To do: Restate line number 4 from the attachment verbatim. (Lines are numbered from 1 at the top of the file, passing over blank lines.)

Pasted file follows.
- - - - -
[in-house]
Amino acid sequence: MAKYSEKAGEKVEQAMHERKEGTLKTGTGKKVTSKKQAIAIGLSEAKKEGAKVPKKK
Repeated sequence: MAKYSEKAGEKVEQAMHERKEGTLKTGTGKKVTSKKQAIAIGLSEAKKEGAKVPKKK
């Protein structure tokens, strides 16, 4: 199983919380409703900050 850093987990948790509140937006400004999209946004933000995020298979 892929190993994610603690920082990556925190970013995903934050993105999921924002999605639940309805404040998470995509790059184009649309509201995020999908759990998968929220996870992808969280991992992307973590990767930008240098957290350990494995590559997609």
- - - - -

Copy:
């Protein structure tokens, strides 16, 4: 199983919380409703900050 850093987990948790509140937006400004999209946004933000995020298979 892929190993994610603690920082990556925190970013995903934050993105999921924002999605639940309805404040998470995509790059184009649309509201995020999908759990998968929220996870992808969280991992992307973590990767930008240098957290350990494995590559997609």